Let’s Save “Critique” vs. “Criticize”

By Maeve Maddox

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Regard the use of the word critique in the following examples:

My boyfriend critiques the way I make the bed and fold the towels.
Control freaks are compelled to critique every little thing you do.
Perhaps you need to look in a mirror before you critique someone else’s comments.

Using the word critique in these sentences is the waste of a good word. It’s being used with one of the meanings of the verb criticize.

The noun criticism has two meanings: “the art of estimating the qualities and character of something” and “fault-finding” or “censure.”

There’s “criticism” as in On Native Ground (Alfred Kazin’s study of American prose literature)
and there’s “criticism” as in “That dress makes you look fat.”

Although criticism has these two meanings, unless it’s used with a qualifier or in a specific context, the word is usually understood in the fault-finding sense.

They don’t like that usually the speakers who use the time offer only criticism.
It is a position which attracts a lot of criticism and very little appreciation.
Your partner may be tempted to keep secrets if you routinely spew negativity and criticism.

Qualifiers or an explicit context is needed to convey the other meaning.

Pope studied film criticism, history and production at the University of Kansas.
This would never happen in literary criticism or film and theatre, nevertheless.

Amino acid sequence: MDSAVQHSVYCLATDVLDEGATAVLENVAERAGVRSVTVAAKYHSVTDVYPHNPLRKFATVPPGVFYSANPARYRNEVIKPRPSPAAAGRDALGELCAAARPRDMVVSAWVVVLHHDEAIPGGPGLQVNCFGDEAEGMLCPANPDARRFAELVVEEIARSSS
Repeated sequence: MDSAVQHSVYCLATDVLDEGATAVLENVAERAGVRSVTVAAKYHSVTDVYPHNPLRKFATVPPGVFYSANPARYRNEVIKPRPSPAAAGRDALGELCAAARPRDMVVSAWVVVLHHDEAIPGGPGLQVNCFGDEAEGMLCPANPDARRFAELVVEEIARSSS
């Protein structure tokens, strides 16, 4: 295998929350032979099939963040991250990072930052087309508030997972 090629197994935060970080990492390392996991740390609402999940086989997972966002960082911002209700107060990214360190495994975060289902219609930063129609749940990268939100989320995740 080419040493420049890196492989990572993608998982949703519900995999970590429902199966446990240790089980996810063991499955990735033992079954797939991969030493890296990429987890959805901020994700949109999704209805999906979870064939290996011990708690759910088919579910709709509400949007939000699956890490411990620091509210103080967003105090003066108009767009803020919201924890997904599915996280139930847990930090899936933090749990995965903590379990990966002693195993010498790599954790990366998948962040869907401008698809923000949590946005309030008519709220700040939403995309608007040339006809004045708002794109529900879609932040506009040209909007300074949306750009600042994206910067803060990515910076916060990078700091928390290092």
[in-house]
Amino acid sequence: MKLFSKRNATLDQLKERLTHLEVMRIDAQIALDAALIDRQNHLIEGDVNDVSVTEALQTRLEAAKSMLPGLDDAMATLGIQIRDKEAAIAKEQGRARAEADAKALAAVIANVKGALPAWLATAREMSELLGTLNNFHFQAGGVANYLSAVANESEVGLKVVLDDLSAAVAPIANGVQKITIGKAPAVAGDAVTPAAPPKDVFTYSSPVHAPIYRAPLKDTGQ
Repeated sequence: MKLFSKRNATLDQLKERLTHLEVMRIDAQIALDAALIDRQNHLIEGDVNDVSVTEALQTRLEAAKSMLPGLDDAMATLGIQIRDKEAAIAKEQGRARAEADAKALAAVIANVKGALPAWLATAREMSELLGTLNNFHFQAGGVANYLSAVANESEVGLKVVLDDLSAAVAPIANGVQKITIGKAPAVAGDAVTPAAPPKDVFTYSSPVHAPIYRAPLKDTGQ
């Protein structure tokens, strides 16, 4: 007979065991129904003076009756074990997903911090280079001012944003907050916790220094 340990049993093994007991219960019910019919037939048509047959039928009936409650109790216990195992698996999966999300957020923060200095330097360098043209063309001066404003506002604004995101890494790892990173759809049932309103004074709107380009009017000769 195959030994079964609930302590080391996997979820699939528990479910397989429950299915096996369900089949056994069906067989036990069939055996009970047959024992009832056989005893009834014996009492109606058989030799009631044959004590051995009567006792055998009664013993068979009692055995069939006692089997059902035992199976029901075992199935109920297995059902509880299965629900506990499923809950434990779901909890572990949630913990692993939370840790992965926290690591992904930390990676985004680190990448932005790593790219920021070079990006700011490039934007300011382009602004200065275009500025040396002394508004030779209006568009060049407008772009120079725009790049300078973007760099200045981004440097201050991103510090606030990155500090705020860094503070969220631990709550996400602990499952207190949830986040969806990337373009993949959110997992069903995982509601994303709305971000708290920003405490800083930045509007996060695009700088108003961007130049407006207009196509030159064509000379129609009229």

For that, she won the first Pulitzer Prize for distinguished criticism, in 1970.

The word critique, on the other hand, offers the opportunity to distinguish between mere fault-finding and a thoughtful weighing of pros and cons.

As a noun, critique has several meanings.

A critique is an essay or article in criticism of a literary or artistic work, or institution: Listening to Grasshoppers is powered by a thorough critique of Indian democracy.

A critique is a review: He wrote a scathing critique of Elementary on Reddit.

Critique (no article) is the action or art of criticizing: Critique in art is one of the most important ways we can improve as artists.

As a verb, to critique has the related meanings of “to write a critique upon; to review; to judge critically, to make a critical assessment of or comment on (an action, person, etc.), not necessarily in writing”:

Students were required to critique each novel in depth.

Ravitch critiqued the evolution of the charter school concept from its beginning as a service of the public schools to a money-making project for the private sector.

Following the event, the chairman critiqued the performance of each committee member.

To maintain a useful distinction between the verbs criticize and critique, consider the context in which they are being used.

Perhaps the specialized meanings of critique can be preserved by thinking about context before using the word.

If a remark is simply an off-the-cuff negative comment, criticize will do.

If the thoughtful evaluation (positive and negative) of something is being offered, critique is the appropriate choice.

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1 Response to “Let’s Save “Critique” vs. “Criticize””

  • ApK

    I wish you luck. We’ve already lost “unique” and others, maybe you can save this one. I’ve said it before, I’ll say it again: When meaning shifts because it expresses a new idea, or adds color, enhances expression, or in almost any way has thought or intention behind it, it’s a sign of a healthy living language. When it shifts in a way that dilutes meaning, reduces clarity , and adds ambiguity, for no reason other than popular ignorance and laziness, it should be resisted.

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